The Sao Tome and Principe Coast Guard Utilizes Latest Technology to Maintain Maritime Safety and Security
The Sao Tome and Principe (STP) Coast Guard has installed and have received training to use the latest surface surveillance program, the Regional Maritime Awareness Capability (RMAC) here, Jan. 28. RMAC, a U.S. Navy inspired coastal surveillance program, utilizes Automatic Identification System and ground-based radars and sensors to provide the user situational awareness in their maritime domain. This maritime domain awareness is an essential aspect of maritime safety and security in their region.
STP is the first African country to have RMAC installed and integrated into the Maritime Safety and Security Information System, a global database used to track ships all across the world.
“RMAC is a good system that can help the STP people improve their search and rescue capability,” said Lt. Hamilton Neto Nascimento de Sousa, executive officer, STP Coast Guard. “STP has never had a Coast Guard in the past, when local fishermen went missing; a long time would pass before rescue personnel were notified.”
That statistic has changed recently with the establishment of the STP Coast Guard and the integration of RMAC. This process began when STP Coast Guard donated several radar bouncer units to local villages and fishermen throughout the island. These radar bouncers are placed on the mast of small fishing vessels, allowing the small crafts to be detected by the larger ocean vessels’ radar scans. This should reduce the likelihood of collisions at sea.
The STP Coast Guard has four permanently assigned personnel for the RMAC program and all have been trained by Computer Sciences Corporation technicians on installation, maintenance and trouble shooting scenarios.
“While STP does not have a great deal of commercial traffic in the area, RMAC will greatly enhance STP’s capability to increase support services for what traffic they do have, and in addition, RMAC will increase tracking capabilities of all ships within STP’s maritime domain,” said Brian Dickerson of Computer Science Corporation. “RMAC will also allow the STP Coast Guard to detect illegal fishing in their territorial waters.”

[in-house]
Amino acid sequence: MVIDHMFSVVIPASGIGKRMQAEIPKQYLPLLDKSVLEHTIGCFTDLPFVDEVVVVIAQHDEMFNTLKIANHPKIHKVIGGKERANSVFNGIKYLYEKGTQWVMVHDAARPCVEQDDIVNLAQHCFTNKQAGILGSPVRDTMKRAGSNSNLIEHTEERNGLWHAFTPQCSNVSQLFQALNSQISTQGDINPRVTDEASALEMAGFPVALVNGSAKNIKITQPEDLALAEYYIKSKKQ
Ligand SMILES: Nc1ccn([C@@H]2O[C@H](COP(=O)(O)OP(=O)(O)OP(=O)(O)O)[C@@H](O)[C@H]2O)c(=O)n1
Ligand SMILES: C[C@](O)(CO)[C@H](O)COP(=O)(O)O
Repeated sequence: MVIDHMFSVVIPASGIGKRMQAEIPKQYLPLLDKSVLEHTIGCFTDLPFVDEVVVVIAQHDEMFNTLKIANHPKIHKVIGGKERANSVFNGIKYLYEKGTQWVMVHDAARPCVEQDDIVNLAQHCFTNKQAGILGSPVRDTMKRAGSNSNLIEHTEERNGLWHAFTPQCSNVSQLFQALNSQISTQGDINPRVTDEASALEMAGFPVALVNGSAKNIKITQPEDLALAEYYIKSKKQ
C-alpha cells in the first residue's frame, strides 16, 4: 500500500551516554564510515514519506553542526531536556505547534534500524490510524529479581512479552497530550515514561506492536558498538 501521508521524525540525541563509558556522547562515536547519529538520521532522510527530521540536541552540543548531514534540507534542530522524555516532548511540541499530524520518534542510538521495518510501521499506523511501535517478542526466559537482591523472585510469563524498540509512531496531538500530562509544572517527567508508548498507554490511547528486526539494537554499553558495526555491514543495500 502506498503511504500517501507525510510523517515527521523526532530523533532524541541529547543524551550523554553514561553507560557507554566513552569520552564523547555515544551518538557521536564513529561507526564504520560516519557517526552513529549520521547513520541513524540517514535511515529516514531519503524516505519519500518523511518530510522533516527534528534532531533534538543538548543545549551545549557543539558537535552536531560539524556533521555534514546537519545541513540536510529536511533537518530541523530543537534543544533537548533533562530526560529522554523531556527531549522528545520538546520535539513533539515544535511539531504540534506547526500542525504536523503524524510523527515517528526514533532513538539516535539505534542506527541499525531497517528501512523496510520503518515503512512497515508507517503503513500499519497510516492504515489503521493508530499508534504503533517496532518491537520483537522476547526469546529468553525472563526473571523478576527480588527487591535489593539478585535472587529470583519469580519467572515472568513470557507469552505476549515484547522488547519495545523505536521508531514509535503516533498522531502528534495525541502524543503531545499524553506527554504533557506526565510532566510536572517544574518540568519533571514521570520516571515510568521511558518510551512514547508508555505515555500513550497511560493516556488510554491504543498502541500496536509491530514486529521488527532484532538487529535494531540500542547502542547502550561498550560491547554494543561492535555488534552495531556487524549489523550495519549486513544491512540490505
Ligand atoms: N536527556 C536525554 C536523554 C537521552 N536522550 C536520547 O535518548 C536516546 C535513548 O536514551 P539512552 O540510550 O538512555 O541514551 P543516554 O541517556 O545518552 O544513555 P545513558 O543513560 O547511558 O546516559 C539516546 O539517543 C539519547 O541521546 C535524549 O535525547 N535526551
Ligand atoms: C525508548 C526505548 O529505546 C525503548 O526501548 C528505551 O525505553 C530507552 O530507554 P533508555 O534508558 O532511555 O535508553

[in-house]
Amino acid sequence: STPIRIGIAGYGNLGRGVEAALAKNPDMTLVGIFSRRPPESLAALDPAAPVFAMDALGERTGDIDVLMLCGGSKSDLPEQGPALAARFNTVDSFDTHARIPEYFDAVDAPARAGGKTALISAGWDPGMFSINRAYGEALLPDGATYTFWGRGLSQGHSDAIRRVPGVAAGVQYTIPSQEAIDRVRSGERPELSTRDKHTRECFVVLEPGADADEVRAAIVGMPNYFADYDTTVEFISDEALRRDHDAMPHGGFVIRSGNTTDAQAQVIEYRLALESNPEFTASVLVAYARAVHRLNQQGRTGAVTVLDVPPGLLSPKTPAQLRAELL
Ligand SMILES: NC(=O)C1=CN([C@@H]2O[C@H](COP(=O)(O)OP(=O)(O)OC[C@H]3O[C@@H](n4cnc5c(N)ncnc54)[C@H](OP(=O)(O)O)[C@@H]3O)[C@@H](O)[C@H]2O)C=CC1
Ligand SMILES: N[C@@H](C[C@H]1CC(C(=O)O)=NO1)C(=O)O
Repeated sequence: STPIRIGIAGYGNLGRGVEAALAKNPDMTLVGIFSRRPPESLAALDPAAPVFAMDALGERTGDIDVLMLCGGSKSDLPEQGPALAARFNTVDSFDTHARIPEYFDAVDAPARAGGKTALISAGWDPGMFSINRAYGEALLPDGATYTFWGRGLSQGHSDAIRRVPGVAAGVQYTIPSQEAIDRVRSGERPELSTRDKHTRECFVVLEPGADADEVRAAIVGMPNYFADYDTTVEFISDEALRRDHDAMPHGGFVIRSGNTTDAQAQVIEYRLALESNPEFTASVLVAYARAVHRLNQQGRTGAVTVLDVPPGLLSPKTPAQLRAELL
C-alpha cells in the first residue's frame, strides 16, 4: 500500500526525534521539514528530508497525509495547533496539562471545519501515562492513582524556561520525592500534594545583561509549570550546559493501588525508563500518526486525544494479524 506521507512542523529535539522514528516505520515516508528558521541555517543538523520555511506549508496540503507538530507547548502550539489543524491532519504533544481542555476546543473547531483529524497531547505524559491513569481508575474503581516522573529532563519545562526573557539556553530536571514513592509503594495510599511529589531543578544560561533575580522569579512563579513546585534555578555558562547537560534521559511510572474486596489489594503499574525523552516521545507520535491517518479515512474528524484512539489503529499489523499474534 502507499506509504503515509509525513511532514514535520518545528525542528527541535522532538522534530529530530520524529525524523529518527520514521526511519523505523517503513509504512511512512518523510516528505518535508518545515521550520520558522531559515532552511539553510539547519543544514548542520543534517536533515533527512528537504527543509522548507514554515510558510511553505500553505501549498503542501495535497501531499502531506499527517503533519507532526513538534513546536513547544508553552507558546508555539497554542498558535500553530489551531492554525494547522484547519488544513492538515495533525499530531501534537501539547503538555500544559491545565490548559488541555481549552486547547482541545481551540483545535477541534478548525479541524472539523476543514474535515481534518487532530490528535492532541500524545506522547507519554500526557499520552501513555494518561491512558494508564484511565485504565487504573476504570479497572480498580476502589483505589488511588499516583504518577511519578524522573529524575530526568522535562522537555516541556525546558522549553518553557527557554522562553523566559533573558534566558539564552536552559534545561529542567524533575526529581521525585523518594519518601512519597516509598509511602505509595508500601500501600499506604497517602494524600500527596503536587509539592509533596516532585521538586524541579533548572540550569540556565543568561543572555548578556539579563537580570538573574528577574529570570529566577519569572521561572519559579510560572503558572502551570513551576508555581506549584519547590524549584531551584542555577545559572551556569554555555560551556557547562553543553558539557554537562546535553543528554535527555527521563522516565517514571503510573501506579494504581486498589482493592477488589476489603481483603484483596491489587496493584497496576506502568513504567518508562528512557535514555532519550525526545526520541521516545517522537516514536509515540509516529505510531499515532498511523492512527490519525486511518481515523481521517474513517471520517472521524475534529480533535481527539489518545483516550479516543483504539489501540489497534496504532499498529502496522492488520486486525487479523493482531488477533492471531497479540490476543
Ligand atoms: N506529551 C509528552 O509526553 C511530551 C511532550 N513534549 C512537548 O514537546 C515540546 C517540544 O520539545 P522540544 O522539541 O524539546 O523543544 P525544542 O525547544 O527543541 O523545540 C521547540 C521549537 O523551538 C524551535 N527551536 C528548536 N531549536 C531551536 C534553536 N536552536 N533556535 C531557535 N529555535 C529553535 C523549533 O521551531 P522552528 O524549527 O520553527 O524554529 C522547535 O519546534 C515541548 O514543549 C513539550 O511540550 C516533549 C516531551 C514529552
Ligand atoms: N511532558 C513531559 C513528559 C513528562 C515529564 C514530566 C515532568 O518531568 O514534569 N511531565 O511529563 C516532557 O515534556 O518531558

Every year, precious resources are lost when nations cannot exert even minimal control of their Exclusive Economic Zones, territorial waters, and ports. A huge opportunity cost is being paid each day by Africans, in terms of both unrealized national revenue and untapped human potential.
RMAC is one way STP can enforce maritime governance and prevent illegal activities from occurring in their maritime domain.
STP is the first African country to utilize RMAC, and has set the stage for others nations to follow. RMAC’s installation is planned for Angola, Cameroon, Djibouti, Gabon, Ghana and Nigeria.
APS is one in a series of activities designed to build maritime safety and security in Africa in a comprehensive and collaborative manner, focusing first on the Gulf of Guinea.
It responds to specific African requests for assistance, is aligned with broad international community and U.S. objectives, and is reflective of the mission of the U.S. Africa Command. It seeks to take partnerships into action in a concerted interagency and multinational effort to promote maritime governance around Africa.
APS is inspired by the belief that effective maritime safety and security will contribute to development, economic prosperity and security ashore.
For more news from Africa Partnership Station and USS Fort McHenry visit, www.navy.mil/local/lsd43.